I don't think I thought I'd win the competiton, and I didn't win it, either. I think I thought of the image I sent in more as a draft than as a finished logo. I can't have spent more than two hours designing it. I can't remember ever hearing anything more about this competition, and I (almost) forgot all about it.

We can still see an archived version of Logo Ideas for Nupedia from August 29th, 2000, including a link to my homepage at work at the time. (Feel free to compare it to my present page - I'm sorry to say that I haven't updated it much, although I have switched jobs.) However, in the archived version of Nupedia.com on August 15th, 2000, we see that another one of the logos had been chosen. (Compare to the July 21st version for the previous "logo".)

However, according to Wikipedia, Jimmy Wales needed a logo for the new encyclopaedia, Wikipedia, and chose my logo from the Nupedia competition. According to the Wikipedia article, "it remained for the next eight months, until the end of 2001. It continued to be used after this time on Special Pages, such as search results." We can see how it was used in an archived page from September 25th, 2001.

Of course, the big "N" could not survive as a logo for long. In late 2001, a logo competition took place, in which the following logo won, created by The Cunctator:


Of course, it is superior to my logo, but it is also fair to say that it has retained the main idea. Of course, there is no longer a need for the vertical lines, and the text has changed into a quote from Thomas Hobbes's Leviathan, Part I, Chapter VI:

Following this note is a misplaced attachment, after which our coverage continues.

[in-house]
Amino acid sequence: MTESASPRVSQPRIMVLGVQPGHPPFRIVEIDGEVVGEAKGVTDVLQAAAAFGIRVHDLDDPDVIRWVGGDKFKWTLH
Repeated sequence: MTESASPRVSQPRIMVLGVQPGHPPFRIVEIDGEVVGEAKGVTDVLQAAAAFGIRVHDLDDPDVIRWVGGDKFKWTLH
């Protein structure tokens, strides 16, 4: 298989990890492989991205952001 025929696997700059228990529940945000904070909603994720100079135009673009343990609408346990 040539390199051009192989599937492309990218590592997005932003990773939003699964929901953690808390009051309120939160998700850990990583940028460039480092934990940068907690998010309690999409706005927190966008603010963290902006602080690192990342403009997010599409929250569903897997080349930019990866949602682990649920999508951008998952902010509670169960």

Desire to know why, and how, curiosity; such as is in no living creature but man: so that man is distinguished, not only by his reason, but also by this singular passion from other animals; in whom the appetite of food, and other pleasures of sense, by predominance, take away the care of knowing causes; which is a lust of the mind, that by a perseverance of delight in the continual and indefatigable generation of knowledge, exceedeth the short vehemence of any carnal pleasure.


Then in 2003, there was another logo contest, won by Paul Stansifer, which still had the circle full of text, but now a more international one. It has also turned into 3d, and looks much more professional:



This was quickly modified into the well-known "silver ball", created by David Friedland, where the text has turned into individual characters:



All of this took place without me paying attention. Nobody told me that my logo was being used (as far as I remember). Of course, the spam filters at the time seemed to find any non-Norwegian email very suspicious, so I may even have gotten a notice that was lost in that way.

Thus, it was only after someone did a lot of research (apparently done by Mosca) for the Wikipedia:Wikipedia logos page (on which parts of this posting is based) that I could suddenly find out about this as I was doing a Google search on my own name. (Which I do from time to time to see if someone has written something about my blogs or something like that.)